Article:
“We can’t identify if it’s a female because the body is mangled unlike in the second explosion where we determined she’s a female based on her scalp and two feet recovered. But on the first one, our experts are having difficulty (establishing the gender),” said Gonzales.
The first explosion resulted in the death of 13 people — six soldiers, six civilians and the bomber – and wounding of 21 soldiers and 48 civilians. The soldiers were aboard a truck and were on marketing.
The second blast killed a soldier, a policeman, and the bomber and wounded three soldiers and six policemen. The slain soldier was trying to prevent the bomber from entering the cordoned site of the first explosion.
Gonzales bowed to get the other Abu Sayyaf members behind the two attacks — the fifth and sixth suicide bombings that occurred in Sulu and Basilan in a span of two years.
Gonzales said the military has stepped up operations against the Abu Sayyaf in the province.
“We also intensified our intelligence monitoring and we also beefed up our security protocols, checkpoints, identification of vulnerable targets (to prevent similar attacks),” said Gonzales.
Sobejana said the military is going to step up its “convergence” with other stakeholders to prevent similar attacks.
Sobejana said Jolo is on a “total lockdown” and nobody can exit or enter the municipality for the time being until such time we get the perpetrators.”
“Hopefully, they have yet to get out,” said Sobejana, adding with the people’s support, the military will be able to apprehend the suspects.
Gonzales dismissed reports about ISIS claiming responsibility for the bombings, saying it is ISIS’ “strategy” to claim responsibility for terrorist acts.
“Yung ganyang report, propaganda lang yan. Alam mo naman yung ISIS, mahilig sila sa mga propaganda para sumikat sila. (Reports like that are mere propaganda. You know the ISIS, they are fond of propaganda to gain popularity),” he said.
Gonzales said the attacks were perpetrated by the Abu Sayyaf.
Though admitting that the Abu Sayyaf is an ISIS-leaning group, Gonzales said the attacks were “not directly” done by the ISIS.
Justice Secretary Menardo Guevarra said it is too early to say whether Sulu should be placed under martial law.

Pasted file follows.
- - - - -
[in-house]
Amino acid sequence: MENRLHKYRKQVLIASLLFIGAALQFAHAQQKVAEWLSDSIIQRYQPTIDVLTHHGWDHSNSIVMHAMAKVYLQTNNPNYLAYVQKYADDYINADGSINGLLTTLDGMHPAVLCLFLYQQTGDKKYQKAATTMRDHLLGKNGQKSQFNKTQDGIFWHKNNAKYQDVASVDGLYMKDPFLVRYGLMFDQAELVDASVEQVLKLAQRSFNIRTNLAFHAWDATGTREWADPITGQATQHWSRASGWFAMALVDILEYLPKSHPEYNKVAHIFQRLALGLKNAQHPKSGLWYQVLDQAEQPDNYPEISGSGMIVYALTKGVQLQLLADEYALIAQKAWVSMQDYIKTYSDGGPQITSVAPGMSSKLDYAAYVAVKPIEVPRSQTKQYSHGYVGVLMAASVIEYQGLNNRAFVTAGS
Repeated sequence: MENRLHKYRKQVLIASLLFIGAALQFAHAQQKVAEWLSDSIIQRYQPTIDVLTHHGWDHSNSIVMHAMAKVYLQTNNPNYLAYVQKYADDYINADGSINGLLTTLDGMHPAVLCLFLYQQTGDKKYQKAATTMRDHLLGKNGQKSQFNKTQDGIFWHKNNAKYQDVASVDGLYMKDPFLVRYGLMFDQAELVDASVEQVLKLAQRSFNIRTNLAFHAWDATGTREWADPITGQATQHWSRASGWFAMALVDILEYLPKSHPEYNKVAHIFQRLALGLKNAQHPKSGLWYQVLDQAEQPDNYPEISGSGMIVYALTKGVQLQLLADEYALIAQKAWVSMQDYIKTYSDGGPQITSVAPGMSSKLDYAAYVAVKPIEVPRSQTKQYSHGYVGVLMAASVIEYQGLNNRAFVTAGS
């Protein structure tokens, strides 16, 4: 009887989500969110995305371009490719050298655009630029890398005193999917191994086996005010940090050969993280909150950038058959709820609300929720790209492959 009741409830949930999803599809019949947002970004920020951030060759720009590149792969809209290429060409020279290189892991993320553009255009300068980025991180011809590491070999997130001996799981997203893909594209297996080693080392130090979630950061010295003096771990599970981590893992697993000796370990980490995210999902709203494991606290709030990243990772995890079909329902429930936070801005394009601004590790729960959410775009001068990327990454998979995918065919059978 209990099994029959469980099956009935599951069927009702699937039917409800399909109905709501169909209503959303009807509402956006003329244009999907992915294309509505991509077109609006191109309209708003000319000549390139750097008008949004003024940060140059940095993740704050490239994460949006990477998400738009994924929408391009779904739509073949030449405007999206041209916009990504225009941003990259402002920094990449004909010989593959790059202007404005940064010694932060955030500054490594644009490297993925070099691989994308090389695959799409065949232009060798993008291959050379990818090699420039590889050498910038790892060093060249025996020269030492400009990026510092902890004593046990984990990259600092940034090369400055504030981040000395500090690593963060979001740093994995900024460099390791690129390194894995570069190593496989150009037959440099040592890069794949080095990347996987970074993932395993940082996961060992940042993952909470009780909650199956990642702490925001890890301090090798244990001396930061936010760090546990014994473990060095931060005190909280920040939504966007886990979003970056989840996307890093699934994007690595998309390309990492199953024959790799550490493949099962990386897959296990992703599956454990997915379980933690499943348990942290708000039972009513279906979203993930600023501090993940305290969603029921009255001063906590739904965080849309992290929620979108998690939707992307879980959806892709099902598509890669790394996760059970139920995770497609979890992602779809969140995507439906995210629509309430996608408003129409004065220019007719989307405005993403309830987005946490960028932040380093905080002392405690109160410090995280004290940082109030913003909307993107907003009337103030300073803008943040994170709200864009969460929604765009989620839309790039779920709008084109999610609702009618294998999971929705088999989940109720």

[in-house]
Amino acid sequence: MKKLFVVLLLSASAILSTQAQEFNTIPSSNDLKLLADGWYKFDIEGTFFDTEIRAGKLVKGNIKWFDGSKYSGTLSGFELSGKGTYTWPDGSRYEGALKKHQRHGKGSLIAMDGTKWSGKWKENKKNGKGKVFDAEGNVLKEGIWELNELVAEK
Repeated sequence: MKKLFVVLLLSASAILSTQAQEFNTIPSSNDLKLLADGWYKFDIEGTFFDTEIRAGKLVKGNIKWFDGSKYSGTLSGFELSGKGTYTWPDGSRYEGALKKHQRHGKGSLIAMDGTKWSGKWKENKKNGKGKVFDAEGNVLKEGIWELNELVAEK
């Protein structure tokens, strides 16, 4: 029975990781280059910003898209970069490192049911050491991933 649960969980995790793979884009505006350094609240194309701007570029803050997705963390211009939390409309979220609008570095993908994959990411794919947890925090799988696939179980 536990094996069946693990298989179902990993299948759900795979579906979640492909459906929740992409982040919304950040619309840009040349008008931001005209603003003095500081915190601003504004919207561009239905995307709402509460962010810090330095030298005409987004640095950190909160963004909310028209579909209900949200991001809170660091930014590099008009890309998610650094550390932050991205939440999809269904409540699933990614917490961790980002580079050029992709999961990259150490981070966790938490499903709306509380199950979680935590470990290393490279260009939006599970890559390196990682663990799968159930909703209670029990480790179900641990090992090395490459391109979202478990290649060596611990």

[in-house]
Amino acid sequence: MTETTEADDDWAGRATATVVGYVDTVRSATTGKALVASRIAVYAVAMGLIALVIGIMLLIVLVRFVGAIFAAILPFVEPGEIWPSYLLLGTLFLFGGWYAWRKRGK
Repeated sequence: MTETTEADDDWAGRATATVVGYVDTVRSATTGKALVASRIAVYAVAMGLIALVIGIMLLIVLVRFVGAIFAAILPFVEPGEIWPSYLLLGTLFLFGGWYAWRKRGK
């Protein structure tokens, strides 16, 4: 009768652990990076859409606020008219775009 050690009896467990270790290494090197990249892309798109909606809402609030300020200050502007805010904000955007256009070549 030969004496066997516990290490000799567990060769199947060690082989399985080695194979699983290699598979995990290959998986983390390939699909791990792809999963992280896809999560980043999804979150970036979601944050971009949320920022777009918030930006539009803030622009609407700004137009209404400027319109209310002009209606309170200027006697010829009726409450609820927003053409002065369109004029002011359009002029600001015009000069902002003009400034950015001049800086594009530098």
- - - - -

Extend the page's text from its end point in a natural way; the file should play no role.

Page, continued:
“If its a terrorist act, the government will enforce the anti-terrorism law to the extent that it can be implemented without the implementing rules and regulation which is still being prepared,” he said.
If investigations showed the bombings to be an act of lawless violence, President Duterte may use his “calling out power” to suppress violence under Section 18, Article VII of the 1987 Constitution.
“If it’s an act of rebellion and the public safety requires it, the President may declare martial law in that part of Mindanao,” Guevarra said.
United States Ambassador Sung Kim condemned the bombings and said Washington will continue to help Manila in strengthening its security.
“I offer my sincerest condolences to the family and friends of the victims of yesterday’s bombings in Jolo. We join the Philippine government in condemning these attacks and will continue to support our Filipino partners to strengthen national security,”Kim said in a tweet.
The Bureau of East Asian and Pacific Affairs of the US State Department also condemned the bombings.
“Assistant Secretary David Stilwell offers his condolences to those affected by the bombings in Jolo,Philippines. We condemn this senseless attack and stand by the people of the Philippines,” the bureau said in its official Twitter account. – With Ashzel Hachero